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RPG Site Awards 2011: Finale

We've already had two articles extolling our favourites of 2011 across numerous categories - and as we exit the first week of 2012 and enter the second and begin looking to the future, it's time for us to clear up our final picks for the Best RPGs of 2011.

Today we reveal our Import of the Year, Surprise of the Year, Indie RPG of the Year and Overall RPG of the Year for 2011. As ever, we list a winner alongside a few runners-up. We'll see you all again for this in the first week of 2013!

Import of the Year 2011 - Final Fantasy: Type 0
[image="type0-award.jpg" game="0" nomark][/image]2011 has been a great year for import fans, especially in the second half of the year. As such, choosing just one title to fit the Import Game of the Year award was quite difficult.

It’s only fitting, however, that the best one has appeared on a handheld (because Japan loves handhelds… get it?) We’re talking about Final Fantasy Type-0, a game that essentially was too grand for its platform.

Having spent five years in development, this PSP game returns the Final Fantasy series to its classic beginnings. Type-0’s strong points are highlighted in its battle system, cast of characters, and gorgeous production values. Don’t go in expecting an easy time, however, this game is brutal yet rewarding all at once.

Between the game’s world view and Takeharu Ishimoto’s wonderful score, there is no doubt that this is one of the best looking PSP titles to date, and the Final Fantasy fans have been waiting for.

Runners up: Tales of Xillia, The Last Story

Indie RPG of the Year & Surprise of the Year 2011 - Bastion
It says a lot that we ran three different RPG Site Awards articles for 2011 and Bastion has featured in every single one. First it was rewarded for its excellent original soundtrack and then again for its writing, in both cases beating out major titles from huge Western studios.

[block align="right" artwork="Scumbag_wallpaper1920x1080.jpg" game="312"]Bastion is so, so much more than just pretty artwork.[/block]That makes it no surprise that it was a key contender when we began debating for the best title from an independent developer - but it also underlines just how surprising the game itself was, coming from an unknown studio and originally debuted to the public without backing from any major publishing house, turning out to not just be awesome but be a full-on RPG of the Year contender.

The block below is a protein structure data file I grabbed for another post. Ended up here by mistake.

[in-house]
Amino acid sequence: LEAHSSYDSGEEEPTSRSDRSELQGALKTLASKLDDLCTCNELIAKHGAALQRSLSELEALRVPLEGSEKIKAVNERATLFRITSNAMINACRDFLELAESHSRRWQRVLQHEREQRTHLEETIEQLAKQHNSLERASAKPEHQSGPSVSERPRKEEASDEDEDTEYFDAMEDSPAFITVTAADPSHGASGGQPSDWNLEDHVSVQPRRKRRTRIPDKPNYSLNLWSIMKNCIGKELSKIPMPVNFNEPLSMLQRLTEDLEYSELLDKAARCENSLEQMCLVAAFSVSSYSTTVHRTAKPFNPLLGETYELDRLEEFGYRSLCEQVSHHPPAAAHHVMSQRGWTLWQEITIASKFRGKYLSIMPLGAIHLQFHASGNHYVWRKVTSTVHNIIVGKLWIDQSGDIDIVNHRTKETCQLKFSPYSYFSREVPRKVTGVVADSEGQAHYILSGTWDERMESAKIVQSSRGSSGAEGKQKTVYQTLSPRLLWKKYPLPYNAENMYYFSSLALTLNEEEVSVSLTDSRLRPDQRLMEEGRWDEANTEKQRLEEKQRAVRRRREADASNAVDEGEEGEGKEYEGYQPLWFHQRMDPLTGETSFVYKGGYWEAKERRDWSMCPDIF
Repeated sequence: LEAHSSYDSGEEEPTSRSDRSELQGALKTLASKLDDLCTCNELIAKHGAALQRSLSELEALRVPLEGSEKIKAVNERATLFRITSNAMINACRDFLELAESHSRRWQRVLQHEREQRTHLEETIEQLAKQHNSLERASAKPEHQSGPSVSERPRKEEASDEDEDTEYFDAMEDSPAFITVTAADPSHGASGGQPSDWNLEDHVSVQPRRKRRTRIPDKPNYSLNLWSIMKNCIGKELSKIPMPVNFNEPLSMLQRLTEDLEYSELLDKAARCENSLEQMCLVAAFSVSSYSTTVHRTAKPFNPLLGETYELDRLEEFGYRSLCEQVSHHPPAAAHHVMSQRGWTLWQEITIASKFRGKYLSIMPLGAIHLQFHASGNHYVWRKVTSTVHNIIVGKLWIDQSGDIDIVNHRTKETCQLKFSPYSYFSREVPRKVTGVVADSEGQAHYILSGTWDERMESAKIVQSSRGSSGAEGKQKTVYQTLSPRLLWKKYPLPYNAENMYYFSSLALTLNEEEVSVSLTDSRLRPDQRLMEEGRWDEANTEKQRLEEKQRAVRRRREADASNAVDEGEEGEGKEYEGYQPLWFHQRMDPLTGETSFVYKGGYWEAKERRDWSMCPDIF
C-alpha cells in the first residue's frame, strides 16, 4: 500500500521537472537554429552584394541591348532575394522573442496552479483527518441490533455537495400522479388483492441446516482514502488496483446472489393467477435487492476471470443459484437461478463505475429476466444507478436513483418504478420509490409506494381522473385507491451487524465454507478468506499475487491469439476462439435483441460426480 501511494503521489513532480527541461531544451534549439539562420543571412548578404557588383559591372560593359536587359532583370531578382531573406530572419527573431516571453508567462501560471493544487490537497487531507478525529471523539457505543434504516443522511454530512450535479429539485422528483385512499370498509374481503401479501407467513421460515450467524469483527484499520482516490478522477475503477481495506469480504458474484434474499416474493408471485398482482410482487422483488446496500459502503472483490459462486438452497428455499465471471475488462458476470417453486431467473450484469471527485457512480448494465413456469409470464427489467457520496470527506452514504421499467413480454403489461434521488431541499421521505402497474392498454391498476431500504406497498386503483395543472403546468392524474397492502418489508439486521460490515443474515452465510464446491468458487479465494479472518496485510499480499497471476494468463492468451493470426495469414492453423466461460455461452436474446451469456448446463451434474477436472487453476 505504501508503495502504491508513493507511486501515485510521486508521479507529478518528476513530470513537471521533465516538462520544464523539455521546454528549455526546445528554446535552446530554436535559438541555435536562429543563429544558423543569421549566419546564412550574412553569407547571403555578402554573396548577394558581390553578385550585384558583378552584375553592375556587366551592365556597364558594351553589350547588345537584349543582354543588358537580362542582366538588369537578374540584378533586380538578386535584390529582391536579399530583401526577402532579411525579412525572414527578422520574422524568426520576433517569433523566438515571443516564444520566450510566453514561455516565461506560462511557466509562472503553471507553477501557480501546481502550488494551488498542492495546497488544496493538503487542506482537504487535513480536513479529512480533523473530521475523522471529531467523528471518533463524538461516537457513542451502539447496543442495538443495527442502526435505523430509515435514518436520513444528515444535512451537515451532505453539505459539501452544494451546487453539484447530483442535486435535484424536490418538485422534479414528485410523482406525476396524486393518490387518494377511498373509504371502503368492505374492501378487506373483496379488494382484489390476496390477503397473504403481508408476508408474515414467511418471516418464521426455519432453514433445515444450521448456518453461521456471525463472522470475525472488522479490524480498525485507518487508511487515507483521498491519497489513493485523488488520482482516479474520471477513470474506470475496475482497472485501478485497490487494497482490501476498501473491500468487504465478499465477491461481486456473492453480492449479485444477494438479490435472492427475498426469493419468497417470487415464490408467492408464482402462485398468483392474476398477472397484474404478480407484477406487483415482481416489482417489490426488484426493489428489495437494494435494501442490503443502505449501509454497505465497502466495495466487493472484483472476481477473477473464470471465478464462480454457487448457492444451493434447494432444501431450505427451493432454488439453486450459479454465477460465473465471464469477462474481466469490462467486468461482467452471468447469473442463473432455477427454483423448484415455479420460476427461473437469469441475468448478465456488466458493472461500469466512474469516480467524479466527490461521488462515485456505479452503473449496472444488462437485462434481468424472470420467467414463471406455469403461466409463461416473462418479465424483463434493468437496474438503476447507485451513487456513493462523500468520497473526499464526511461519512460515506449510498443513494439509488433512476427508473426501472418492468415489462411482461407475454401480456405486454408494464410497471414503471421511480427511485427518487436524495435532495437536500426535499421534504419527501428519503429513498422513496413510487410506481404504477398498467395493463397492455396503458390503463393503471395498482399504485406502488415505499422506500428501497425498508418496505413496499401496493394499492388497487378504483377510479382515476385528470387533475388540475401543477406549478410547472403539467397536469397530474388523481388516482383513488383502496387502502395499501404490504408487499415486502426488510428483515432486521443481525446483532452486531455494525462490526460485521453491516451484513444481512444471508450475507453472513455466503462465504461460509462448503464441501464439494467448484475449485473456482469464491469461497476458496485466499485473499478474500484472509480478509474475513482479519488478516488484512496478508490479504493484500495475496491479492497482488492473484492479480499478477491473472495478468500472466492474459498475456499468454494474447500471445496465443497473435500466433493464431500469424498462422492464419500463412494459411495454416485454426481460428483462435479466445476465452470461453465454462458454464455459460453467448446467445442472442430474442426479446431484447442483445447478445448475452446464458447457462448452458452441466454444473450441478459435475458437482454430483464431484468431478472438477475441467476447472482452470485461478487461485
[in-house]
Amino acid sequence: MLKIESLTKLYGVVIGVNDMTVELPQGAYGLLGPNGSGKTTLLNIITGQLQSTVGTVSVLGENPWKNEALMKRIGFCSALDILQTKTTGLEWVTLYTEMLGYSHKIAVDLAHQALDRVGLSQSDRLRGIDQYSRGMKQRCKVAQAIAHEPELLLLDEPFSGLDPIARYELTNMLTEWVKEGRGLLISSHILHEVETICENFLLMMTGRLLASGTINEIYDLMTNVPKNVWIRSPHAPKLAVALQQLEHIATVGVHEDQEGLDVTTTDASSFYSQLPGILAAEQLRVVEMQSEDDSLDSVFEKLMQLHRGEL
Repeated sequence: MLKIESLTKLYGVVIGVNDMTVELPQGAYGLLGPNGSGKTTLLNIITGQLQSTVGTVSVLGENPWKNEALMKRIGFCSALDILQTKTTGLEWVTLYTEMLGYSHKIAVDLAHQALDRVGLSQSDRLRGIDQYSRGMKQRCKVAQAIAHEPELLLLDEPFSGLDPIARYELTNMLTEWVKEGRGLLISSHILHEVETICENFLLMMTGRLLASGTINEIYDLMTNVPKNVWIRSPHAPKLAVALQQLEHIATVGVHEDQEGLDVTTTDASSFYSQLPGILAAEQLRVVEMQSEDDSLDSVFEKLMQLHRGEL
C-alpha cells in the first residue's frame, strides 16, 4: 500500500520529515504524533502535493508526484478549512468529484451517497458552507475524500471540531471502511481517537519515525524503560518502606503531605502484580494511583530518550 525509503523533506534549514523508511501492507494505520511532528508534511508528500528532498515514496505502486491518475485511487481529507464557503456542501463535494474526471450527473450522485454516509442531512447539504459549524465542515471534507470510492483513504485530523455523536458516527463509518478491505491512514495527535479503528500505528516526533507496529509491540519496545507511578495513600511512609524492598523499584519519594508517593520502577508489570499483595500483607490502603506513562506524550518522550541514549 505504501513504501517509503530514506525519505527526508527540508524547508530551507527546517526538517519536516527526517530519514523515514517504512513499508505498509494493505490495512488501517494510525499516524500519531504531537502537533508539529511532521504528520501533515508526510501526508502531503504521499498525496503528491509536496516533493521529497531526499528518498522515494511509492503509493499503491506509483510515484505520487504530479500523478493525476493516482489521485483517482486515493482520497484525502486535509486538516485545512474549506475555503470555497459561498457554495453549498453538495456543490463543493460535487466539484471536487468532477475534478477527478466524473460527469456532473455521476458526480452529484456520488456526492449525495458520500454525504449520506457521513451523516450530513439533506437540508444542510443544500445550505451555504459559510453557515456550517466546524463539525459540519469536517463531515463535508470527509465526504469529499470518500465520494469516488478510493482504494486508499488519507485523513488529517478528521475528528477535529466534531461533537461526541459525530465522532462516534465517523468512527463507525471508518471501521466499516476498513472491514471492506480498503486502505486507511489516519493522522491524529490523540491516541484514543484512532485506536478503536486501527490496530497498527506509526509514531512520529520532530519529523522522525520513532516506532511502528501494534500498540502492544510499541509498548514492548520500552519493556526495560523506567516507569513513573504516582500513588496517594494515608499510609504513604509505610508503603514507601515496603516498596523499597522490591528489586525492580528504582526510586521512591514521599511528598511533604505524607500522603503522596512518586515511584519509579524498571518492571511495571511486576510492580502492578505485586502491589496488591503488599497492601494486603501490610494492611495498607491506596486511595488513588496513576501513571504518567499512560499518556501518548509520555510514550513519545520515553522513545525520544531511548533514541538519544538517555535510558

Supergiant Games was only founded in 2009, its modest team of seven employees made up primarily of veterans of EA Los Angeles - the team that produced the most recent Command & Conquer titles. It was natural, then, that the company would make an isometric title - but an RPG was never an obvious choice.

Having seen Bastion, though, it makes us wonder if they could've created anything else. The love and craftsmanship that went into the game is clear from the moment the raspy-voiced narrator speaks his first line in the introduction. Heart, soul and raw, well-fashioned quality make Bastion a more than worthy recipient of these awards.

Indie Runners up: To the Moon, Chantelise
Surprise Runners up: Deus Ex: Human Revolution, Xenoblade

RPG of the Year 2011 - The Elder Scrolls V: Skyrim
[image="skyrim-award.jpg" game="0" nomark][/image]2011 has been great for RPGs. We've seen the most hardcore flourish in both East and West with Dark Souls and The Witcher 2. Japanese RPG tropes have lived on in more from Tales and Disgaea, but the West has stood strong with names both big and little, from the revival of Deus Ex to the arrival of Bastion - but we can only choose one RPG of the Year for 2011 - and it has to be The Elder Scrolls V: Skyrim.

Bethesda has crafted something ridiculous with Skyrim. Whilst we'll admit the combat can still feel a little inaccurate in first person and very inaccurate in third, this is a game that transcends its combat, dragging you in with a world and lore that is so incredibly satisfying that it overshadows that and many other flaws, including a plethora of bugs that are endemic in Bethesda's massive open worlds.

Not an arrow or a knee in sight.
The first time a dragon shows up randomly in the wild to battle you is a magical feeling, but more magical is the moment that inexorably other wildlife gets involved in the fight against dragons, or the moment when several moral actions stack up in wildly differing ways. The cogs the game turns to figure out what should happen next are almost visible, but the immersion is such that it doesn't matter - you are Dragonborn - and you'll do whatever you want. Consequences don't matter.

Last year's winner, Mass Effect 2, was crowned largely thanks to the execution of its story, which whilst often simple felt deeper than it actually was. Skyrim wins for the opposite - for giving us a play box in which the player can relax, do what they want, explore, break, fix and craft things. In an age of everyone pushing for everything to be more cinematic, Skyrim pushes hard in the other direction, offering you a world and gameplay mechanics to explore, use and abuse exactly as you please - and it's awesome.

Runners up: Xenoblade, The Witcher 2

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